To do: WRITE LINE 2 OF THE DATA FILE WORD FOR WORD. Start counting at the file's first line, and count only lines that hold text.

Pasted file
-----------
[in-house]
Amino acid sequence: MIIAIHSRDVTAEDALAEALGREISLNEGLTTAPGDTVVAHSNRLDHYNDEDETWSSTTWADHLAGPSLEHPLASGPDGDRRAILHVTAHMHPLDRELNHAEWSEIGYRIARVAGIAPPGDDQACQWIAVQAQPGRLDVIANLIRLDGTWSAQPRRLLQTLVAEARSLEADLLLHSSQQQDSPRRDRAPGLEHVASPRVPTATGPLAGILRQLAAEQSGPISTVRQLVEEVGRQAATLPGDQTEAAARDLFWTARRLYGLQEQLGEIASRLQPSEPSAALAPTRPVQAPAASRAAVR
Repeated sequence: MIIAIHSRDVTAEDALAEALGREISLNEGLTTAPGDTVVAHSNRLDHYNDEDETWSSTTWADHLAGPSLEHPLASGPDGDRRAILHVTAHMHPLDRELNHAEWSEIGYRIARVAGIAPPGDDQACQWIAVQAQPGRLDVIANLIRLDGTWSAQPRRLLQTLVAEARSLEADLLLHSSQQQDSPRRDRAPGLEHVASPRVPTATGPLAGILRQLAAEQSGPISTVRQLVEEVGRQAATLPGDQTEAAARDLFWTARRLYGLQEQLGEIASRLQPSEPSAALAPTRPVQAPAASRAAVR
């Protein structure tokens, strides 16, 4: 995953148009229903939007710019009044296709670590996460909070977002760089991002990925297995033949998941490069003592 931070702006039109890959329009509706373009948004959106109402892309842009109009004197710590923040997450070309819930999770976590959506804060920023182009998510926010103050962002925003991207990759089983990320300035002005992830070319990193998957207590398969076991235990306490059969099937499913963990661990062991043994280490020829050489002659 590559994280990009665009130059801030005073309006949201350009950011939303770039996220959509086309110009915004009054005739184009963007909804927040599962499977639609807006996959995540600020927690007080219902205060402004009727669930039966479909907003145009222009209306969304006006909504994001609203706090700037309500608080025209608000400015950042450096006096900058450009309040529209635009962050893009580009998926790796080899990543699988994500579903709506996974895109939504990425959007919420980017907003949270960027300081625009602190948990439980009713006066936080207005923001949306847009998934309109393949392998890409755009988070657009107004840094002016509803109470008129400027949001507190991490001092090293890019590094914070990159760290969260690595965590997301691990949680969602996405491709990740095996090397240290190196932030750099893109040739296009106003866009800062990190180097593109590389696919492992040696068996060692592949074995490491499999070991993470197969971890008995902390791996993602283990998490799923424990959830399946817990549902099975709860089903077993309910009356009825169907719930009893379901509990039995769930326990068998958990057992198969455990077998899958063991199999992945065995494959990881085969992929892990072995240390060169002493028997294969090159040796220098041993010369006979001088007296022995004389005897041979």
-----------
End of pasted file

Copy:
Amino acid sequence: MIIAIHSRDVTAEDALAEALGREISLNEGLTTAPGDTVVAHSNRLDHYNDEDETWSSTTWADHLAGPSLEHPLASGPDGDRRAILHVTAHMHPLDRELNHAEWSEIGYRIARVAGIAPPGDDQACQWIAVQAQPGRLDVIANLIRLDGTWSAQPRRLLQTLVAEARSLEADLLLHSSQQQDSPRRDRAPGLEHVASPRVPTATGPLAGILRQLAAEQSGPISTVRQLVEEVGRQAATLPGDQTEAAARDLFWTARRLYGLQEQLGEIASRLQPSEPSAALAPTRPVQAPAASRAAVR